Trademarks are a valuable asset to any business, and bands are no exception.
Recently, in a lawsuit that pitted former members of the 1980’s punk band, Black Flag, against one another, U.S. District Court judge Dean Pregerson denied one of the band’s three founders, Greg Ginn, a preliminary injunction against two other co-founders and several other of his former bandmates.
Those former bandmates, including Keith Morris, Chuck Dukowski, Dez Cadena, Bill Stevenson, and Descendents’ guitarist Stephen Egerton have been touring as Flag since the beginning of the year. Ginn took umbrage with this, along with efforts by former band member (and co-defendant), Henry Rollins, to obtain federally registered trademarks in the “Black Flag” name and the band’s four-bar logo. Ginn, who began his own revival tour as “Black Flag” shortly after Flag begin hitting the stage in March, sued for trademark infringement. As a step towards blocking Flag’s use of what he saw as trademarks belonging to himself and to his wholly owned record label, SST Records, Ginn filed a motion for preliminary injunction against his former bandmates.
The battle of the bands took place before Judge Pregerson on October 7, 2013. At that time, the Court disagreed with Ginn’s claim that he and SST Records owned the sole rights to use the Black Flag trademarks (the band name and the four-bar logo).
Significantly, the Court ruled that those once proud marks may well have fallen into “generic use” based on a failure to take the precautions to help them live a long and prosperous life. Judge Pregerson reasoned that the marks had been abandoned based on a failure to take any steps to stop the numerous third parties who have used the Black Flag trademarks without a license. The Court adopted the defendants’ argument that the plaintiff’s multi-decade failure to sue third parties over such unlicensed use rendered those marks incapable for serving as an indicia of the marks’ source, thus vastly weakening and limiting the range of protection to which the moving parties were entitled even under the plaintiffs’ theory of ownership. See e.g. Restatement (Third) of Unfair Competition § 18, cmt d (1995); see also 15 U.S.C. § 1127 (mark shall be deemed to be abandoned where any conduct of the owner, including the failure to sue infringers who are making confusingly similar uses of the mark); Signeo USA, LLC v. SOL Republic, Inc., 2012 U.S. Dist. LEXIS 79356 at *22 (N. D. Cal. 2013) (citing GoTo.com, Inc. v. Walt Disney Co., 202 F.3d 1199, 1207 (9th Cir. 1999).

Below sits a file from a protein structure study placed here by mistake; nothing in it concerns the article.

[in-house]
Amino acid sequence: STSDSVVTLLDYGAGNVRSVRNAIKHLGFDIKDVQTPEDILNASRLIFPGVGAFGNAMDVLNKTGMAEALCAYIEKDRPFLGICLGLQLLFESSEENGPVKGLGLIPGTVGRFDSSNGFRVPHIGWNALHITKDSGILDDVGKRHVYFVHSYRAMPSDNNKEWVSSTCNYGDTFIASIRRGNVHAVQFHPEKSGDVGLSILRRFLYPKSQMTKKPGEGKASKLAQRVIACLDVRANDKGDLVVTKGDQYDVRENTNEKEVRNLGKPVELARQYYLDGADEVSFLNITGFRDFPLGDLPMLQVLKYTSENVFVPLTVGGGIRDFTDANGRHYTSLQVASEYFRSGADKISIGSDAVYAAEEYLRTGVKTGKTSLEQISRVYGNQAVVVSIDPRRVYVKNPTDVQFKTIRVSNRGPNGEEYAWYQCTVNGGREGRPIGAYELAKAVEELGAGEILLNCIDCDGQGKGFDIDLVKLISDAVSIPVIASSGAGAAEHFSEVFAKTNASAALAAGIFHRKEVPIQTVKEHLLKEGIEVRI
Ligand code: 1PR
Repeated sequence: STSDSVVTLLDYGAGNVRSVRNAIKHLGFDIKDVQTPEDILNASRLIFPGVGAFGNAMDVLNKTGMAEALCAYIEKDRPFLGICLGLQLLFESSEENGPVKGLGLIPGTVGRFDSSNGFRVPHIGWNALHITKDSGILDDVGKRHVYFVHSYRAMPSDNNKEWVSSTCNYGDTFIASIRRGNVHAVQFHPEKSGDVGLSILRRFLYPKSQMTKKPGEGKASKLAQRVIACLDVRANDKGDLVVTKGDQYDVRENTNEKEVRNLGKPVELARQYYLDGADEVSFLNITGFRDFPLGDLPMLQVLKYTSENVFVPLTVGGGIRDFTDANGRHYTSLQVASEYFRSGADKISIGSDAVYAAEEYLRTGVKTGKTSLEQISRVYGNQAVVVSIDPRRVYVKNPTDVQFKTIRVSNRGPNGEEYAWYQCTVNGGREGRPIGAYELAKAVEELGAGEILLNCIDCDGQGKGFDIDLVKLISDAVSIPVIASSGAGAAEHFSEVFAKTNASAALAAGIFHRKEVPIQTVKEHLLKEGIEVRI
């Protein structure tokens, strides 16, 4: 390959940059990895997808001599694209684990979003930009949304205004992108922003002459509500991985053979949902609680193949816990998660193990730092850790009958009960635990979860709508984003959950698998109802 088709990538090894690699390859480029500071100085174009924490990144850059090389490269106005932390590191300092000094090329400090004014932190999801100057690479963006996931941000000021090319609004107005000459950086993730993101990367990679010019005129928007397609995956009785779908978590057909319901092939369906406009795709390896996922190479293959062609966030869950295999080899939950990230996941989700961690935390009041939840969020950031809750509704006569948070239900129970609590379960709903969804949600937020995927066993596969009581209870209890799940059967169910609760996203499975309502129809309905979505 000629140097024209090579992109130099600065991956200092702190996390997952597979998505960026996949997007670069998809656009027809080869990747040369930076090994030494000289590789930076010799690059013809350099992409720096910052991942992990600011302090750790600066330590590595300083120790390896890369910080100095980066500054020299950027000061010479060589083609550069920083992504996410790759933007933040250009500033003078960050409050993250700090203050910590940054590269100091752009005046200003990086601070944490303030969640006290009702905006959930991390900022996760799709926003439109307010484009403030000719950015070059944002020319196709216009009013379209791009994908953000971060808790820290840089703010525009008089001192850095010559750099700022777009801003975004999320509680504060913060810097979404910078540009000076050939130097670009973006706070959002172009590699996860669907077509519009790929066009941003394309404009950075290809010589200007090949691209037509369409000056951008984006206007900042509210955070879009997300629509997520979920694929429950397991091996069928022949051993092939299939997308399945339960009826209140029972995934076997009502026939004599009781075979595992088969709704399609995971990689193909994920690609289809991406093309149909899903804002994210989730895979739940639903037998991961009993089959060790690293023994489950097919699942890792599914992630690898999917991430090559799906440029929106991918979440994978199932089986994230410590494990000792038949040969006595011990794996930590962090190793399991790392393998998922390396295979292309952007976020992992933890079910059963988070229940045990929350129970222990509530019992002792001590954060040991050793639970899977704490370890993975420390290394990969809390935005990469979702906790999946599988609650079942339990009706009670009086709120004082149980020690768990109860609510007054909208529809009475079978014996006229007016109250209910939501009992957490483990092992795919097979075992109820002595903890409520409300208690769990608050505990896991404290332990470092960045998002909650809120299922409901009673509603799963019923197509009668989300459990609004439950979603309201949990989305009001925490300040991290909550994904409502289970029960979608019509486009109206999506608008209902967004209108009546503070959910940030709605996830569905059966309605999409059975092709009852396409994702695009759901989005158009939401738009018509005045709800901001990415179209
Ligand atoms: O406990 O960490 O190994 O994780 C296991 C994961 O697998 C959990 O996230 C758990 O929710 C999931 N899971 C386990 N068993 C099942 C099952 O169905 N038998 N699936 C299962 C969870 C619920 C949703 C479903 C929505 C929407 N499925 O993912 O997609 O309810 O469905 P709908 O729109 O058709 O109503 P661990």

With respect to the issue of abandonment, the defendants also cited 15 U.S.C. § 1127, defining prima facie “abandonment” of a trademark as nonuse for 3 consecutive years, stating that “[i]ntent not to resume may be inferred from [the] circumstances.”). See also Levi Strauss & Co. v. GTFM, Inc., 196 F. Supp. 2d 971, 976-77 (N.D. Cal. 2002)(courts have applied a partial abandonment theory where the registration describes a class of goods or services on which the trademark owners has ceased using its mark). Specifically, the Flag team argued that neither Ginn nor SST conducted any live musical performances under the name Black Flag for about 27 years absent a 3-concert tour in 2003. However, even taking into account Ginn’s 2003 performance, defendants argued that this still constituted an initial nonuse of 17 years, followed by a second nonuse of 10 years. The defendants argued that even assuming, arguendo, that Plaintiffs ever had any rights in the Black Flag marks for live performances, their 27 years of nonuse constituted prima facie evidence of abandonment.